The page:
San Antonio archbishop to preside at memorial Mass after Texas migrant deaths
Following the discovery of dozens of migrants who died in an abandoned tractor-trailer in Texas -- thought to be the largest en masse death of migrants from the southern border in modern history -- the Archbishop of San Antonio is set to hold a memorial Mass on Thursday.
Archbishop Gustavo GarcÍa-Siller, and Auxiliary Bishops Michael Boulette and Gary Janak will preside at a memorial Mass for the migrants June 30, the archdiocese told CNA, at 7 p.m. at the Cathedral of San Fernando. The liturgy will include a procession from the cathedral's Main Plaza, a special cross, and candles and flags representing the countries of the deceased as well as the survivors, spokesman Jordan McMorrough said.
GarcÍa-Siller said in a tweet that he had met with a young girl named Serenidad who was in the trailer and had survived. He urged prayers for the survivors and urged leaders to take action on immigration reform.
"Our people inside the truck are innocent. They were the result of corruption in their place of origin as well as in the Unites States. May we take [steps] to change and experience conversion for the better of the human person. Pray about it!" he wrote June 28.
The migrants were found dead in an abandoned tractor-trailer baking in extreme heat in San Antonio, Texas on the evening of June 27. The official death toll has risen to 53, NPR reported, and the dead include 22 Mexicans, 7 Guatemalans, and 2 Hondurans, with the others not yet having been identified.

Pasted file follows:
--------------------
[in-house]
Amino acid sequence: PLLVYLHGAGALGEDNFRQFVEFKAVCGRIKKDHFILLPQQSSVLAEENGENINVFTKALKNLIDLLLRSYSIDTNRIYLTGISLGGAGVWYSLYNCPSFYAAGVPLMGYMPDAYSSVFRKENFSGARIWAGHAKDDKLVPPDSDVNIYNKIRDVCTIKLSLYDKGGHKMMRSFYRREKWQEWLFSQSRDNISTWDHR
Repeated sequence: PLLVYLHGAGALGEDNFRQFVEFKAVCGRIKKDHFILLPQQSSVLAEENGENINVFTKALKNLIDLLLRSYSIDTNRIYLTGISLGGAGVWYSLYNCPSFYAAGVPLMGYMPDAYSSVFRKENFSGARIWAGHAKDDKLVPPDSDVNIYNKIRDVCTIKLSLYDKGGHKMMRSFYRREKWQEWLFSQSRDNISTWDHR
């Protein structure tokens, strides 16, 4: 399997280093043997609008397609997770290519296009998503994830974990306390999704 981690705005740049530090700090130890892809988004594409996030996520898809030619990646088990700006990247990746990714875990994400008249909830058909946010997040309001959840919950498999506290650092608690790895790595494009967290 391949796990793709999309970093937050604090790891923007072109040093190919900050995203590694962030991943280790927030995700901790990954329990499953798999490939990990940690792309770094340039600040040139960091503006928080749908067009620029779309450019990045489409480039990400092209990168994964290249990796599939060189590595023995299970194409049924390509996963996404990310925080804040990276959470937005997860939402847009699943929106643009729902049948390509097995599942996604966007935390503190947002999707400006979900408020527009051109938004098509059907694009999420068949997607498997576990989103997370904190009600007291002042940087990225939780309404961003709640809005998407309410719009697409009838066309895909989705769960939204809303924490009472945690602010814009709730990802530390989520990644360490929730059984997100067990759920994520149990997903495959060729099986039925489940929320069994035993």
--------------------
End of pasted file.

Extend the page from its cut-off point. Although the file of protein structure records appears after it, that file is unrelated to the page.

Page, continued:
San Antonio, about 150 miles from the national border at Laredo, is a regional hub for transportation, as well as for human trafficking and smuggling. San Antonio was also the site of a similar incident in 2017 in which 10 migrants died in a tractor trailer.
According to experts cited by NPR, it is likely that the people who were in the trailer had crossed the border on foot, before gathering in Laredo to be loaded into a truck. The truck driver is reportedly detained.
Marie Kenyon, who leads the Justice and Peace commission at the Archdiocese of St. Louis, told CNA that she was in Laredo last week with a volunteer group assisting at a Catholic Charities migrant shelter. She said as a mission diocese, Laredo's migrant shelter does not receive as much attention or donations as some others along the U.S.-Mexico border, such as Brownsville and El Paso.
She shuddered at the thought that her volunteer group may have unwittingly passed the truck full of migrants going the opposite way on the highway from San Antonio to Laredo.
"On Saturday in Laredo it was 107 degrees," she noted. "So even if you're in that trailer for 3-4 hours, that's the end of you."
Bishop Mario Dorsonville, auxiliary bishop of Washington and chairman of the U.S. bishops' committee on migration, lamented the deaths in a June 29 statement and called the incident a "harrowing depiction of the extreme risks assumed by migrants out of sheer desperation."
"Unfortunately, this disregard for the sanctity of human life is all too common in the context of migration," Dorsonville wrote.
"As a Church called to build a culture of life, we cannot tolerate this injustice. Instead, we must recognize that we are brothers and sisters, each imbued with God-given dignity. To prevent further loss of life, we urge governments and civil society to promote access to protection, including asylum, develop new pathways for those compelled to migrate, and combat human trafficking in all its forms."
Pope Francis has also urged prayers for the migrants.
"I sorrowfully heard the news of the tragedy of the #migrants in Texas and #Melilla," the pope said in a social media post on June 28.
"Let us #PrayTogether for these brothers and sisters who died following their hope of a better life; and for ourselves, may the Lord might open our hearts so these misfortunes never happen again."